The Harmony of Spheres is sometimes attributed to Pythagoras. It’s the bizarre and fascinating idea the celestial spheres (planets) display a harmony amongst themselves more or less identical to the harmony found in music via different frequencies of vibration.
Kepler later “sought to explain the solar system in terms of divine harmony.”
In life, Pythagoreans used music to purify to calm or arouse their souls and mind.
In some ways Pythagoreanism was an ancient “secret society” with some knowledge possibly being kept secret. However, there is a true way of life taught in Pythagoreanism that has come down from the ages.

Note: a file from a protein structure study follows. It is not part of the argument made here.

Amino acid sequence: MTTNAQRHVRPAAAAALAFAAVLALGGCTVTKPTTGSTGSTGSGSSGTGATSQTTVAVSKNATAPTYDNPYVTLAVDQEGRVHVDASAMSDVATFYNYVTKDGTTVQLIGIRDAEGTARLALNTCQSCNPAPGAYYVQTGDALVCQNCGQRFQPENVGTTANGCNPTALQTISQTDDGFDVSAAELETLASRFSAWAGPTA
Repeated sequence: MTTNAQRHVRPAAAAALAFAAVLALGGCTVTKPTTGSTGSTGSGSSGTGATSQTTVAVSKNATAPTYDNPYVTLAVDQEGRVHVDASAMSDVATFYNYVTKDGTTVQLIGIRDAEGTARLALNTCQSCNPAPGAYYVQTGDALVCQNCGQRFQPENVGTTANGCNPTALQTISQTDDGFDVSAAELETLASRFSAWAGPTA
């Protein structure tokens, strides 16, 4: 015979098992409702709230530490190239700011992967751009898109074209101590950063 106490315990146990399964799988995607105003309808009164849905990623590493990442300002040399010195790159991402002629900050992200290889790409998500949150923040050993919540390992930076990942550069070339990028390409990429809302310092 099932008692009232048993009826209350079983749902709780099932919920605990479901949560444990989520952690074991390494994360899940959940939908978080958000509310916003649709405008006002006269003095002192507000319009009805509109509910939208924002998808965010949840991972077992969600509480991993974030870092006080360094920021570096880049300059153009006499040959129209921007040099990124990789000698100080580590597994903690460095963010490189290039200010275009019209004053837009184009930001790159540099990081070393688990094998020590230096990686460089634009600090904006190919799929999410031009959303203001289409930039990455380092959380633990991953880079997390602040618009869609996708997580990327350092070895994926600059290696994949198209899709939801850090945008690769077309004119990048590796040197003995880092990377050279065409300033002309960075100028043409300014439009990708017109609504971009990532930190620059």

Many accounts show that Pythagoras preached vegetarianism, rejecting the idea that we must kill for food. He believed “all animate beings are of the same family”.
“Oh, how wrong it is for flesh to be made from flesh; for a greedy body to fatten, by swallowing another body; for one creature to live by the death of another creature! ... There are crops; there are apples weighing down the branches; and ripening grapes on the vines; there are flavoursome herbs ... The earth, prodigal of its wealth, supplies you with gentle sustenance, and offers you food without killing or shedding blood.”
- Ovid, quoting Pythagoras
He is believed to also have rejected the idea of killing an animal for sacrifice, an extremely radical idea for that period.
This compassion for animals is often believed to be related to his belief in metempsychosis, or the transmigration of souls. Reincarnation.